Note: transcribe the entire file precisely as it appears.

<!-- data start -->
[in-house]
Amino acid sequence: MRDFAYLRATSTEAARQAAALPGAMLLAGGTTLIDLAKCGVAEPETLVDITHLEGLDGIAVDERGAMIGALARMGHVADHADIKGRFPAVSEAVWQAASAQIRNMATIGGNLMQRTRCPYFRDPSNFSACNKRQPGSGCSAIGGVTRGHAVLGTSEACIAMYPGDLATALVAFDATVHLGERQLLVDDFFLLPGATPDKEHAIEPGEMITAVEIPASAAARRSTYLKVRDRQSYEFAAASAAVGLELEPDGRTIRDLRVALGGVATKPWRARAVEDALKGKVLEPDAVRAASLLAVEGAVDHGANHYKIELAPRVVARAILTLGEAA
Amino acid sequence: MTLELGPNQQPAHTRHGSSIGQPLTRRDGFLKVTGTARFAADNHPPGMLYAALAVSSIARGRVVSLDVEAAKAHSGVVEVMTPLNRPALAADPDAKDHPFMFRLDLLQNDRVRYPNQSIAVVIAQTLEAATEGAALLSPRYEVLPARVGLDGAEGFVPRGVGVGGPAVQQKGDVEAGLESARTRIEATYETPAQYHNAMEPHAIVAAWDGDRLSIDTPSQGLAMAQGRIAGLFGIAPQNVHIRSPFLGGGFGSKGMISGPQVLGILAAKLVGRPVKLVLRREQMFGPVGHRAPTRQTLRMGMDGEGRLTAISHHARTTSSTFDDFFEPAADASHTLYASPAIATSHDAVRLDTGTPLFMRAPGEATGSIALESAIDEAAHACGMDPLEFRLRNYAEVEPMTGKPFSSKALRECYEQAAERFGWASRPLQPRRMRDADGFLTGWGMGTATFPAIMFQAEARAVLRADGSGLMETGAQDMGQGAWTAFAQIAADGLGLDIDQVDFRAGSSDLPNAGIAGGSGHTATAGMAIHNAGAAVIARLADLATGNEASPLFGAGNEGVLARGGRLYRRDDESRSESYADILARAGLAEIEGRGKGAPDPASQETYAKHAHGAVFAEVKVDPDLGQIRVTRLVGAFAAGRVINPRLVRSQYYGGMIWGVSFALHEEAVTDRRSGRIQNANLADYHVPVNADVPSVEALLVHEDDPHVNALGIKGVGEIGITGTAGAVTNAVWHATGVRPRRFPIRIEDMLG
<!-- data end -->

[in-house]
Amino acid sequence: MRDFAYLRATSTEAARQAAALPGAMLLAGGTTLIDLAKCGVAEPETLVDITHLEGLDGIAVDERGAMIGALARMGHVADHADIKGRFPAVSEAVWQAASAQIRNMATIGGNLMQRTRCPYFRDPSNFSACNKRQPGSGCSAIGGVTRGHAVLGTSEACIAMYPGDLATALVAFDATVHLGERQLLVDDFFLLPGATPDKEHAIEPGEMITAVEIPASAAARRSTYLKVRDRQSYEFAAASAAVGLELEPDGRTIRDLRVALGGVATKPWRARAVEDALKGKVLEPDAVRAASLLAVEGAVDHGANHYKIELAPRVVARAILTLGEAA
Amino acid sequence: MTLELGPNQQPAHTRHGSSIGQPLTRRDGFLKVTGTARFAADNHPPGMLYAALAVSSIARGRVVSLDVEAAKAHSGVVEVMTPLNRPALAADPDAKDHPFMFRLDLLQNDRVRYPNQSIAVVIAQTLEAATEGAALLSPRYEVLPARVGLDGAEGFVPRGVGVGGPAVQQKGDVEAGLESARTRIEATYETPAQYHNAMEPHAIVAAWDGDRLSIDTPSQGLAMAQGRIAGLFGIAPQNVHIRSPFLGGGFGSKGMISGPQVLGILAAKLVGRPVKLVLRREQMFGPVGHRAPTRQTLRMGMDGEGRLTAISHHARTTSSTFDDFFEPAADASHTLYASPAIATSHDAVRLDTGTPLFMRAPGEATGSIALESAIDEAAHACGMDPLEFRLRNYAEVEPMTGKPFSSKALRECYEQAAERFGWASRPLQPRRMRDADGFLTGWGMGTATFPAIMFQAEARAVLRADGSGLMETGAQDMGQGAWTAFAQIAADGLGLDIDQVDFRAGSSDLPNAGIAGGSGHTATAGMAIHNAGAAVIARLADLATGNEASPLFGAGNEGVLARGGRLYRRDDESRSESYADILARAGLAEIEGRGKGAPDPASQETYAKHAHGAVFAEVKVDPDLGQIRVTRLVGAFAAGRVINPRLVRSQYYGGMIWGVSFALHEEAVTDRRSGRIQNANLADYHVPVNADVPSVEALLVHEDDPHVNALGIKGVGEIGITGTAGAVTNAVWHATGVRPRRFPIRIEDMLG